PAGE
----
As many of you have heard, with my wife and I’s plan to move to Florida, July will be my last month with the Benton County News and the company that owns the paper, Star Publications.
Legislators who, by nature, seek quick remedies for possibly menacing, sensitive problems insist the acting out behavior of youngsters enrolled in public schools is too harshly dealt with.
Mahamta Gandhi said “An eye for an eye will leave the whole world blind.” Interpersonal conflict happens. In fact, harassment complaints consistently rank in the top five most reported crimes in Benton County.
I used to think there was always a right and wrong solution to just about every question or decision to be made. Even when it was not clear or even when the perfect answer had yet to be discovered, I always believed there was one idea, one answer or one methodology that would be best suited for the problem.
With my wife and I getting set to move to Florida in a few months, we have talked many times in the last year about what we hope to accomplish while in the south. Our conversations are forged by ecstasy, optimism, faith and just a little bit of existential dread.
Recreational adult-use cannabis, or marijuana, was passed by the legislature and signed into law by Gov. Tim Walz. The bill enacting this shift in policy is 319 pages long and makes many significant changes to the status of cannabis use and possession here.
When I was in high school, I took an astronomy class with one of the best teachers in the district, Mr. Kortenkamp. He was revered by students across the spectrum for his character, but he was also an extraordinary teacher and held an astonishing knowledge of the cosmos. As any great teacher would, he took complex topics and made them digestible and understandable.
Born in an era when gardens weren’t hobbies or an effort to help nature demonstrate the artfulness of living plants, the possession of gardening tools by one’s neighbors suggested serious hopefulness that this year’s garden would provide fresh and preserved food in bleak times.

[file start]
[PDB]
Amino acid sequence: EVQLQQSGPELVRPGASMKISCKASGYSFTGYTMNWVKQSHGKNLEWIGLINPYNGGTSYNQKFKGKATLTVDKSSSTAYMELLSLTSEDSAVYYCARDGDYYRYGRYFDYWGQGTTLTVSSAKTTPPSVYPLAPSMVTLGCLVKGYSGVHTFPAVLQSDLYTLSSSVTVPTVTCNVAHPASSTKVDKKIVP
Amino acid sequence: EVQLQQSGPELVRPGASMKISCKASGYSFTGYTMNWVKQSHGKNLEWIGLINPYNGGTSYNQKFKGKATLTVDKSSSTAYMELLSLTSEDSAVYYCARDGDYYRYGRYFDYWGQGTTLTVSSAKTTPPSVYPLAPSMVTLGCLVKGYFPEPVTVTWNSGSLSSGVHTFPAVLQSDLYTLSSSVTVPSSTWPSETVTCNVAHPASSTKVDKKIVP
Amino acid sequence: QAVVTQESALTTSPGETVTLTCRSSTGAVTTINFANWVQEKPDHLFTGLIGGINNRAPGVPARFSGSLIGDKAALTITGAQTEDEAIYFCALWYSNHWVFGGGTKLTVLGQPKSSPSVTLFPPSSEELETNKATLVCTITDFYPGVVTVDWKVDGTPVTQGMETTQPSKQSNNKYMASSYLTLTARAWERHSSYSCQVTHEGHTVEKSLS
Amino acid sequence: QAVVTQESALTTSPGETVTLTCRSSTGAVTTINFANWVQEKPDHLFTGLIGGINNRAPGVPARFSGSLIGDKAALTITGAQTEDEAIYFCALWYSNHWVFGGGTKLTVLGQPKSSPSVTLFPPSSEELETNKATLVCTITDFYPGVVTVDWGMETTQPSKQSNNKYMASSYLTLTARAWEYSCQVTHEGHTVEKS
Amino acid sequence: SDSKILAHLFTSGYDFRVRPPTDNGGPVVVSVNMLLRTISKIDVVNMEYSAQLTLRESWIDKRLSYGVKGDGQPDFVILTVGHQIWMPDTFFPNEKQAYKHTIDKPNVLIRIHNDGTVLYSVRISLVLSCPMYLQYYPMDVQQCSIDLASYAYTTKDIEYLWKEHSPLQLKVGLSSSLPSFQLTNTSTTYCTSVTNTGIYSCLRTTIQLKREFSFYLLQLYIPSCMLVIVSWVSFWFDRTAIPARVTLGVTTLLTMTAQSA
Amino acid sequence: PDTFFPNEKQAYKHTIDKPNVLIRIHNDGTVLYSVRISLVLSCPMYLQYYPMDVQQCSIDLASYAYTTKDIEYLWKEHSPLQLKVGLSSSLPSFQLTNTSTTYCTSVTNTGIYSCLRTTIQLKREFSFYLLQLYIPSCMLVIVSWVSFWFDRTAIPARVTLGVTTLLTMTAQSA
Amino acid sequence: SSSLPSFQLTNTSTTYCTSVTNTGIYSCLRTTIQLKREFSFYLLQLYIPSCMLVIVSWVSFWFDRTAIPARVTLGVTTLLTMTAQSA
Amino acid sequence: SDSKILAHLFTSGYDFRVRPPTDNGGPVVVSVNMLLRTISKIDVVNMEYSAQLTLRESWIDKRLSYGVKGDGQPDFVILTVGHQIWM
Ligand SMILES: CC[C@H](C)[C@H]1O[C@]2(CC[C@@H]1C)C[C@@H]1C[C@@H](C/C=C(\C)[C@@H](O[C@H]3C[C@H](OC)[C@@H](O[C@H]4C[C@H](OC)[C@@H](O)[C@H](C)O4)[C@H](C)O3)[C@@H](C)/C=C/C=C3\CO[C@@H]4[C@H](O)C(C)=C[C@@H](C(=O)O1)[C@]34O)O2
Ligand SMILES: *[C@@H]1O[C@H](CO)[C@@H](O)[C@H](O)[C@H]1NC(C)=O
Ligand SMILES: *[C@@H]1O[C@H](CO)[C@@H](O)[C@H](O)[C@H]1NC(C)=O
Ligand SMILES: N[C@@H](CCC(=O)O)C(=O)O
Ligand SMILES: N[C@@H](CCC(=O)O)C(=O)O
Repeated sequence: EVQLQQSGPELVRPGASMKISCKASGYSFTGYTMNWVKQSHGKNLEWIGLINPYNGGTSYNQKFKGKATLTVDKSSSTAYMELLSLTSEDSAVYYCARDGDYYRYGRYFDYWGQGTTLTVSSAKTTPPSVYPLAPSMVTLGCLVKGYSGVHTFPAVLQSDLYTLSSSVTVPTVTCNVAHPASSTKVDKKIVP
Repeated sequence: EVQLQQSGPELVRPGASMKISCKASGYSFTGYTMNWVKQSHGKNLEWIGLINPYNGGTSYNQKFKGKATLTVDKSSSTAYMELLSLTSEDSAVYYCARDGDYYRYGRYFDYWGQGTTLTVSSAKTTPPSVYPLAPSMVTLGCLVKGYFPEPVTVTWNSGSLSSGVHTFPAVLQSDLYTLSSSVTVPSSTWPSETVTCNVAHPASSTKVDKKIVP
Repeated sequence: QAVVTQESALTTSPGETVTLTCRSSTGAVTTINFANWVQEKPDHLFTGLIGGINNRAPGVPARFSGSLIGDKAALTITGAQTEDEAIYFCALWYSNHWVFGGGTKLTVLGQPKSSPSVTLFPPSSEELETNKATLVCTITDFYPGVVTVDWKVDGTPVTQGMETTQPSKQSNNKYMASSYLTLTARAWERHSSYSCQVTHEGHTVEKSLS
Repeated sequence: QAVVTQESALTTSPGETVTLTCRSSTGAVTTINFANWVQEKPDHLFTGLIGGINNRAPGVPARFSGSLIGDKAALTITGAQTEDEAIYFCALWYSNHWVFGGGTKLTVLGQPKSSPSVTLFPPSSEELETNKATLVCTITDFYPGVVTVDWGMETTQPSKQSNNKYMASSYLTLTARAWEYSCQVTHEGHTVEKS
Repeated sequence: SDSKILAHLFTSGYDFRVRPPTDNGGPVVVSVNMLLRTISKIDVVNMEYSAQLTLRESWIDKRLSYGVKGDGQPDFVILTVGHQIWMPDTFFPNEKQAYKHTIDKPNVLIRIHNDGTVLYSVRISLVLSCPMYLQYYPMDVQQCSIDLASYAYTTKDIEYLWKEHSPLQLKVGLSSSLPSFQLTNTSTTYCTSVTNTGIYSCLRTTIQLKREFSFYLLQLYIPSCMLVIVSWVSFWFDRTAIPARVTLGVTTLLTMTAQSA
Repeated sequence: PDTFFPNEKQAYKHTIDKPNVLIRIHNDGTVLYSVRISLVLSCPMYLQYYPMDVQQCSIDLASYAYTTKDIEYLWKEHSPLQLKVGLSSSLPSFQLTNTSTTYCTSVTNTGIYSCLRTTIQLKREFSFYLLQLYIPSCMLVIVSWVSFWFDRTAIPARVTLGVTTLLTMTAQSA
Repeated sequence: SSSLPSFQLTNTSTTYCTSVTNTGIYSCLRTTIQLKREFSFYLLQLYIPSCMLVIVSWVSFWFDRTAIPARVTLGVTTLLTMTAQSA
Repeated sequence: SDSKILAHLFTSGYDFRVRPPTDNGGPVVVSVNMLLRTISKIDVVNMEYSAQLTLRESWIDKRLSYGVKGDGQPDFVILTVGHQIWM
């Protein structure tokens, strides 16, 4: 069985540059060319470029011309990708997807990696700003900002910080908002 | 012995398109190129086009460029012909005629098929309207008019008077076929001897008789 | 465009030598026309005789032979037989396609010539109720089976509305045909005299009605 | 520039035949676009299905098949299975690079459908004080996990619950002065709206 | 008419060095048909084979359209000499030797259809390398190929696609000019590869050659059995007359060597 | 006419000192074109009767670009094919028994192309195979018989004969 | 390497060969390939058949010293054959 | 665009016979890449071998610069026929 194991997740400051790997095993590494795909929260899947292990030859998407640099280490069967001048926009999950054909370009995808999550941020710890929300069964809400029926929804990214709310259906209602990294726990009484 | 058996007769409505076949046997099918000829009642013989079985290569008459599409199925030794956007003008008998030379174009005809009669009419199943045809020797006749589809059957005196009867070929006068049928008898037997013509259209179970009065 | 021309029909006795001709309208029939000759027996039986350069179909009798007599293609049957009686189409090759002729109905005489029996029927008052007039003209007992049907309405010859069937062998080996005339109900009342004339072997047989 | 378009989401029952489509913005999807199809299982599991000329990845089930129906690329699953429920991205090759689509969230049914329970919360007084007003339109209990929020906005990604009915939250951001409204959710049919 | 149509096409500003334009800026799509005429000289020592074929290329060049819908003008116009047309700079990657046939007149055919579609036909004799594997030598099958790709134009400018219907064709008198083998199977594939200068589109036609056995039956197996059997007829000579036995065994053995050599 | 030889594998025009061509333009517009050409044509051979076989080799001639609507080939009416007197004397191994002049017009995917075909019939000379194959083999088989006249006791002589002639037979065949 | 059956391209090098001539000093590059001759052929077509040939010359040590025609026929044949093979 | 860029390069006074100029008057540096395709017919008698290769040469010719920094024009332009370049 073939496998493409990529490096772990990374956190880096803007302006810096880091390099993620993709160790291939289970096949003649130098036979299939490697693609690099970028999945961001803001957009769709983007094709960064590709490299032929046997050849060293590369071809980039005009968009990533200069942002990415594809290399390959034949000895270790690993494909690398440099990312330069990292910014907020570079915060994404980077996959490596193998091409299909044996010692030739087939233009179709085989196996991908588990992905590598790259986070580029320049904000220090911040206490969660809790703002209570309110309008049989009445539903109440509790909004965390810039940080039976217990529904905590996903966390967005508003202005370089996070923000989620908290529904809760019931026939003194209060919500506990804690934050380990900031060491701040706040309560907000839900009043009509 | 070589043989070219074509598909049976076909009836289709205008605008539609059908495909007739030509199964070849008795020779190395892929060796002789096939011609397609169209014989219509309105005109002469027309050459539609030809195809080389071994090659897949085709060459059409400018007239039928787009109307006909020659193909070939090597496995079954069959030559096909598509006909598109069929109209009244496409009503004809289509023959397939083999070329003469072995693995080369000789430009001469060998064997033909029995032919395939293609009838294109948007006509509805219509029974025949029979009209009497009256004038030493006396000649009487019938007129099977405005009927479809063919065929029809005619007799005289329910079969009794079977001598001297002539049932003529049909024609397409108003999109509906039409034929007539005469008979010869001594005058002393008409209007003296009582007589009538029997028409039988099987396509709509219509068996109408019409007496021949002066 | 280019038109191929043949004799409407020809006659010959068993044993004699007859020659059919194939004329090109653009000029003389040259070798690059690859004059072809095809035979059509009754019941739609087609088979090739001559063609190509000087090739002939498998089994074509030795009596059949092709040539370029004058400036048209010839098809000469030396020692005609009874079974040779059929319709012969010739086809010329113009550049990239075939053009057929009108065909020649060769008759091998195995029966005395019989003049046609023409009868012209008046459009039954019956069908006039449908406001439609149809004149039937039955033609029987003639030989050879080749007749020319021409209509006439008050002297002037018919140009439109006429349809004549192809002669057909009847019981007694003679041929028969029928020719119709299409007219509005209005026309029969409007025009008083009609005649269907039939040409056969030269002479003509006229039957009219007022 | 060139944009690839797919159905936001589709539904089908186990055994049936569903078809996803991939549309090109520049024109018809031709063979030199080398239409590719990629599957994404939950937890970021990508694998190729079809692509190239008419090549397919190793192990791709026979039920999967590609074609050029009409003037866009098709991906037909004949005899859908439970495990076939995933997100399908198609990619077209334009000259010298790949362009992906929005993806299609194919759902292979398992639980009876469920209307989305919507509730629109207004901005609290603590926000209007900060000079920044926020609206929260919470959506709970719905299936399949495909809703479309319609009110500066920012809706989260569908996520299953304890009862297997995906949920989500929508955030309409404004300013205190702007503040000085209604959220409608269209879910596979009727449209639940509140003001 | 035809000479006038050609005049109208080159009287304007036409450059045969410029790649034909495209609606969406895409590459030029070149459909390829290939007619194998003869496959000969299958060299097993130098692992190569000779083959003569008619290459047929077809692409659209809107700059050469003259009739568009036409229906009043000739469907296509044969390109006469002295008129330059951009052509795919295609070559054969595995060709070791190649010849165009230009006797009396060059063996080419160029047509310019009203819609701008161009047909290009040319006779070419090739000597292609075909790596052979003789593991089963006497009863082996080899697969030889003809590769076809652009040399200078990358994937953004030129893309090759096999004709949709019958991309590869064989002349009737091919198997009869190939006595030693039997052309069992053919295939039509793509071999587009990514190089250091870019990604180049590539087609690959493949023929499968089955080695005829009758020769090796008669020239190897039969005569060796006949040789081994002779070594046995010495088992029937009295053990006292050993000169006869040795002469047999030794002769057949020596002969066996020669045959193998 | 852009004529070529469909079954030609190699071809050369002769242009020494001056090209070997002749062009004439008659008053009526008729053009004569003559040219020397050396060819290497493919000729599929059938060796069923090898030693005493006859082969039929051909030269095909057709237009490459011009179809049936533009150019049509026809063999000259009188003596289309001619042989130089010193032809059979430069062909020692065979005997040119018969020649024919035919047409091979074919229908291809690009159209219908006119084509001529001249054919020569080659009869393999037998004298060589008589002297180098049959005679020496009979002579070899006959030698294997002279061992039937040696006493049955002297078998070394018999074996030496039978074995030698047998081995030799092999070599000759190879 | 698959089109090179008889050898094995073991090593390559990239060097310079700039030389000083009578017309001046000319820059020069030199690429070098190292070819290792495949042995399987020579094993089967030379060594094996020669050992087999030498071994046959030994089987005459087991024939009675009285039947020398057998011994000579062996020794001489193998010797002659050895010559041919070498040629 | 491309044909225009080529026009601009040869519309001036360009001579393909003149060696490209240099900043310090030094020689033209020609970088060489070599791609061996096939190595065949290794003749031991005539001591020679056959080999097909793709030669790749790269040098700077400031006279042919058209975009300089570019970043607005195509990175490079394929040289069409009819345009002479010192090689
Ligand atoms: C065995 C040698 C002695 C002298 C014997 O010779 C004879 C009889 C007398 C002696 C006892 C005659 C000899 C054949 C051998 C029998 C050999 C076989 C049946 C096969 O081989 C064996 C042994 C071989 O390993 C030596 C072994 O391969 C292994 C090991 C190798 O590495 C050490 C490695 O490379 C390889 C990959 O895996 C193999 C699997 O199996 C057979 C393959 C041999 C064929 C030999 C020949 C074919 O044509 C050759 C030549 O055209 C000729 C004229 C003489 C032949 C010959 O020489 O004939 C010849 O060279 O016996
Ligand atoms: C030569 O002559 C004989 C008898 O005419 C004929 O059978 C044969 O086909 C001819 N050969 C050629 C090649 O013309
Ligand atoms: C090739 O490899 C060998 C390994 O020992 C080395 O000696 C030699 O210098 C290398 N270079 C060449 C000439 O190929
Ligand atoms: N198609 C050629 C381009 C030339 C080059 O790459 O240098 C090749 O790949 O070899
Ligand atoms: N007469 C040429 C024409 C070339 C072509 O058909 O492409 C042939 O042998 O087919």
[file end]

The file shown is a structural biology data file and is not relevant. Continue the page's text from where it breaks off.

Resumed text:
Several years ago, I attended a conference session regarding sustainable change. At that time, the expert had identified five elements necessary for making sustained change, and I will take some space to describe two of the five.
I had a teacher in high school who I, and seemingly everybody else, greatly admired. He was fun and made lessons exciting, and it seemed like he loved being an educator. He was a geography teacher, so that is really saying something. We became Facebook friends after I graduated, and little did I know (or really care at the time) that he was wildly active in politics. I am connected with him on Facebook, and I have found that he is so far left, he makes Bernie Sanders look like a moderate. Again, not a problem. He is a good person, and he likely always will be. But there was one day during the George Floyd fiasco that he went on a social media rampage about all the hot topics – Black Lives Matter, abortion, immigration, the coronavirus pandemic, LGBTQ issues, and so on.
So, the definitive workings of our school district will be guided now by a recently chosen superintendent. More than overseeing the district’s budget of public money, choosing and maintaining programs that affect the future lives of thousands of students, hiring and keeping on board excellent teachers, and the responsibility of hiring someone who will make major decisions which are at the core of the age-old question, “What did you learn in school today?” measures the risk taken by board members when a new leader is chosen. Traveling into adulthood in a K-12 system of learning doesn’t mean that no setbacks will arrive in one’s future, but it surely eases some of the hurdles spaced here and there along the way.
As we continue to examine the standards to which we should teach, there are also standards for the use and integration of technology into our learning skills. These are commonly known as the Partnership for 21st Century Learning Standards, or P21 Standards. These standards consist of four broad areas known as the 4 Cs of critical thinking, communication, collaboration and creativity. Utilizing technological resources should allow all of us, and in particular students, to take thinking to deeper levels. Gone are the days when we spend an inordinate amount of time looking through the appropriate book to find a certain set of foundational facts that will provide basic information about a topic. A quick internet search will likely provide this information to us. Having this information will allow opportunities to better understand a topic based on verifiable, basic information and will also allow us the ability to think more critically about a topic. We need the will and interest to continue to critically think and continue to learn about a topic.